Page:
That, in the opinion of this House, the government should explore the questions surrounding federal-provincial jurisdiction in the areas of labour law and transportation law as regards independent truckers in the province of Quebec.
Mr. Speaker, on October 8, I was in Louvicourt, 36 kilometres from Val-d'Or, where I spent the day with Quebec truckers to find out about their claims concerning the road transportation crisis in Quebec.
I met Denis Martin and Vital Meilleur, who were representing truckers and who told me about commitments that the Quebec government made in 1998 but failed to honour. They included legislative changes and a promise to put pressure on the federal government to amend Canadian laws accordingly.
The Quebec government made a written commitment to adopt these legislative changes by January 1, 2000. I have here a copy of these commitments made on October 25, 1998, at 9.45 p.m., and signed by two ministers of the Quebec government.
One year after these written commitments were made, the government of Lucien Bouchard still has not taken any concrete action. Worse still, the Quebec Minister of Labour, Diane Lemieux, announced her intention to postpone indefinitely the long awaited labour code reform for truckers in Quebec.
On October 8, truckers from Quebec and the Abitibi who were in Louvicourt told me that they have had enough of the unfulfilled commitments of the Bouchard government. The document was signed by two ministers of the Parti Quebecois on October 25, 1998, around 9.45 p.m., namely the Minister of Transport, Jacques Brassard, and the Minister of Labour.
That document includes 11 sections. It provides that a committee of experts must be set up. That was done and properly done. The Bernier report, a 200 page document, was submitted to the government in 1999.
Section 2 and the following provide:
Explore the questions surrounding federal-provincial jurisdiction in the areas of labour law and transportation law.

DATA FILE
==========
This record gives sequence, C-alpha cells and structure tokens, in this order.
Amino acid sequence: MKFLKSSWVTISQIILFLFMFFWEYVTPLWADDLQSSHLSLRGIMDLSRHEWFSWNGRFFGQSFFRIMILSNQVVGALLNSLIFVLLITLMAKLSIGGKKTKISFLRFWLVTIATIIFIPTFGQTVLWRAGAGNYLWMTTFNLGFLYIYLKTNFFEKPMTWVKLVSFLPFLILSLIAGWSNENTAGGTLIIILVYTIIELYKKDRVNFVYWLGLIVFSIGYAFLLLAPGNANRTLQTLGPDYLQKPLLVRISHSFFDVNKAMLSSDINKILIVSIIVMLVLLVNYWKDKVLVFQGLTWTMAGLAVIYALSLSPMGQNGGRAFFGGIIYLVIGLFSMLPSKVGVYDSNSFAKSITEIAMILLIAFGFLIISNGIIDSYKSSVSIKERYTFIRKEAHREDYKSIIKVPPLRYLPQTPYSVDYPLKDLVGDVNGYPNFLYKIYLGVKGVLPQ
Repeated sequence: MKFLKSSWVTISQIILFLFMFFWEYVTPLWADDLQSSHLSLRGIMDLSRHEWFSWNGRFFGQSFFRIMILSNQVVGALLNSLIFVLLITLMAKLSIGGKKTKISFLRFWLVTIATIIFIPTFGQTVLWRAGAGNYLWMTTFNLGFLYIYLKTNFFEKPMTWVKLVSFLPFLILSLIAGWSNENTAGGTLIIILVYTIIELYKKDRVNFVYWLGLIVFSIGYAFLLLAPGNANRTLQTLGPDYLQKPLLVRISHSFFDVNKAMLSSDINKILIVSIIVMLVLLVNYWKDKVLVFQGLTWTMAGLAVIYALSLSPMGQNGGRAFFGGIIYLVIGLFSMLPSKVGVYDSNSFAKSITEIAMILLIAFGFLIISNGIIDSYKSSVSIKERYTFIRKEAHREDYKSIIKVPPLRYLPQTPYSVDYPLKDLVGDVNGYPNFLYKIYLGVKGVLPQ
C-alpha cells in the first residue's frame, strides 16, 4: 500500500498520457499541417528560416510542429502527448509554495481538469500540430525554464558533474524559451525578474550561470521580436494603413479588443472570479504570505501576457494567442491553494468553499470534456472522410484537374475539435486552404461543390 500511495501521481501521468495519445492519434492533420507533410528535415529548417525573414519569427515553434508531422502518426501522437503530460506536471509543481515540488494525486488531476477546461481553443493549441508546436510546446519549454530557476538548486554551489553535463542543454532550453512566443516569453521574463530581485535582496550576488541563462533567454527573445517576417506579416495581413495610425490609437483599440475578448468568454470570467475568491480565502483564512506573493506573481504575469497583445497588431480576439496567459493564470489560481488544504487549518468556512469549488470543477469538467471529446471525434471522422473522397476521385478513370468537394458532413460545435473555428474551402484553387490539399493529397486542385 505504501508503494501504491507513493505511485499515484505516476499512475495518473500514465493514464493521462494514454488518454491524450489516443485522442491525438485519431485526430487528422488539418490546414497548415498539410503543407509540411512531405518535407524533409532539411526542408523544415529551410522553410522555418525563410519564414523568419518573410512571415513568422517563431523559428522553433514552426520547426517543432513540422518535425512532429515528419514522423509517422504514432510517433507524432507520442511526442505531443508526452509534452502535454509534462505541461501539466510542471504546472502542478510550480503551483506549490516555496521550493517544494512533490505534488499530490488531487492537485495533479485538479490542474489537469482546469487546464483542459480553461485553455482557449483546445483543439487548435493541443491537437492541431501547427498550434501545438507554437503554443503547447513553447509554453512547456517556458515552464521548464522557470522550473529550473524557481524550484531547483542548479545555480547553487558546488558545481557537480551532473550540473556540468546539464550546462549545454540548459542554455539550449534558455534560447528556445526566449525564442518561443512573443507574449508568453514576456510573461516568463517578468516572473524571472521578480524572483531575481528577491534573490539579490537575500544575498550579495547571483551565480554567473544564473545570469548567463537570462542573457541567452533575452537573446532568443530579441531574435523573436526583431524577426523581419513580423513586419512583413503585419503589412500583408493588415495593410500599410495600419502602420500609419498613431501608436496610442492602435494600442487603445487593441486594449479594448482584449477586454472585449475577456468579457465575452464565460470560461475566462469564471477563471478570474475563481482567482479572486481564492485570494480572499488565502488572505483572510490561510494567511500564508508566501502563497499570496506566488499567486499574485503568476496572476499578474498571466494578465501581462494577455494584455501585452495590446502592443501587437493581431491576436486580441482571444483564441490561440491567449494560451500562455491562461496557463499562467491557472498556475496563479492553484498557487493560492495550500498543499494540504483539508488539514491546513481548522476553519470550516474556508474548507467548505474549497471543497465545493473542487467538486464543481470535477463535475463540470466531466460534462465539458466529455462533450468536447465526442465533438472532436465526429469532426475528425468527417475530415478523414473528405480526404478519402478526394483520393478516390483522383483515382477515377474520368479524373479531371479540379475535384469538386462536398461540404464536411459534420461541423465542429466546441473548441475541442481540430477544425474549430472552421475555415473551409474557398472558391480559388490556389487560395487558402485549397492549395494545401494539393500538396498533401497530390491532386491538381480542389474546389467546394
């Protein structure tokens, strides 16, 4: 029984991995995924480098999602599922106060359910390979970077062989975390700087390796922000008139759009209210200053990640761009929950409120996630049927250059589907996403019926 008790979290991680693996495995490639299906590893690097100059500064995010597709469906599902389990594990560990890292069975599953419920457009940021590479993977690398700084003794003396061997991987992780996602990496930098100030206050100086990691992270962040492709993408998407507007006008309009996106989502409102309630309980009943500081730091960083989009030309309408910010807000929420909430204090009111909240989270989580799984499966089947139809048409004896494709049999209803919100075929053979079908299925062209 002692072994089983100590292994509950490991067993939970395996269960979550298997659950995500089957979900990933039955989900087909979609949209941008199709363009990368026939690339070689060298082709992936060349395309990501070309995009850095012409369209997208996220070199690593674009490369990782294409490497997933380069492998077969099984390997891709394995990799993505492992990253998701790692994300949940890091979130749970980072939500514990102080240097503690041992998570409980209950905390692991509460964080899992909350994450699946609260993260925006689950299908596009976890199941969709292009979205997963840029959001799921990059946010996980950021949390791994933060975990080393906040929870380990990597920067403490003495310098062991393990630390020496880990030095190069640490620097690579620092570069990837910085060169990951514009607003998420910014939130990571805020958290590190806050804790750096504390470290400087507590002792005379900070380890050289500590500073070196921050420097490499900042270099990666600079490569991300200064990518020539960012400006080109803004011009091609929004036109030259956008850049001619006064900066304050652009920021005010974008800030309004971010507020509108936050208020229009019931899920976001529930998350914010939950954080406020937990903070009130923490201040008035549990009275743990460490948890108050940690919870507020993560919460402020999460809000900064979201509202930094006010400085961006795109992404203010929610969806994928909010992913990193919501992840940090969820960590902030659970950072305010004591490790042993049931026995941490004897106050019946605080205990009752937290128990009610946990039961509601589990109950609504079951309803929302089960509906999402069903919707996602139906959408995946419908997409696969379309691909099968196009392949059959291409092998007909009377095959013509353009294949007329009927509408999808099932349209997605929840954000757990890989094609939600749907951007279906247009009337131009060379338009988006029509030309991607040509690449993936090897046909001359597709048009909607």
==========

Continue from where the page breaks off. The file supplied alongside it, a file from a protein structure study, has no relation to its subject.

Propose possible scenarios and evaluate their applicability to the labour relations between independent truckers and clients.
Examine the nature of the contractual relations between contractors and clients, as they relate to law 430 (division of responsibilities).
Define eligibility criteria for becoming an independent trucker that will ensure a harmonious transition for the holders of bulk trucking permits.
Analyse the working conditions of independent truckers, i.e. rates, contracting charter, driver pay, hours of work, etc.
We know that a number of things are now being done anyway. Quebec's transport minister, Mr. Chevrette, has set up a committee that includes a federal representative. Committee members are working very hard, but the year 2000 is fast approaching.
The truckers present confirmed to me verbally that they are sick of seeing their working conditions deteriorate in Quebec. Clients are imposing difficult conditions. There are also the consecutive fuel price increases.
Let us talk about the cost of gas. On October 13, I rose in this House to call on the Government of Quebec to regulate the price of gas in Abitibi—Témiscamingue.
The Canadian Constitution gives the provinces the authority to regulate prices. Only Prince Edward Island and Quebec have taken any action in this regard, although Newfoundland announced recently that it would look at the statute provisions that would permit it to regulate the price of gas.
Other provinces preferred to rely on market forces as the most effective means of determining the appropriate prices, while retaining the incentives that contribute to innovation and cost reduction.
The Government of Quebec has no choice: it will have to rely on the market forces and provide incentives for the people of Abitibi—Témiscamingue.
The time for study is past. It is time to get down to business—
In closing, I wish to say that the best way to placate consumers is to rely on market forces and provide incentives.
Here is an example for Abitibi—Témiscamingue: the wholesale price, including the margin of the Montreal refineries, is 25.4 cents a litre. Provincial tax represents 15.2 cents, the federal excise tax, 10 cents, and the retail profit margin, 5 cents.
Transportation, and this is important, because people say the cost of transportation to Abitibi is high, costs only 1 cent a litre. The cost without 7% GST and 7.5% PST is 8.2 cents a litre. The total cost at the pump, if competition were vigorous and effective in Abitibi—Témiscamingue, a vast region far removed from major centres, would be 64.8 cents.
On October 6, the price of regular gasoline was 75.9 cents a litre in Val d'Or. That contributed to the crisis with Quebec truckers and many residents of Abitibi, who considered themselves to be everyone's hostages.
Gas stations in Abitibi have nothing to do with this situation. They must submit to the orders of the oil companies and the Government of Quebec.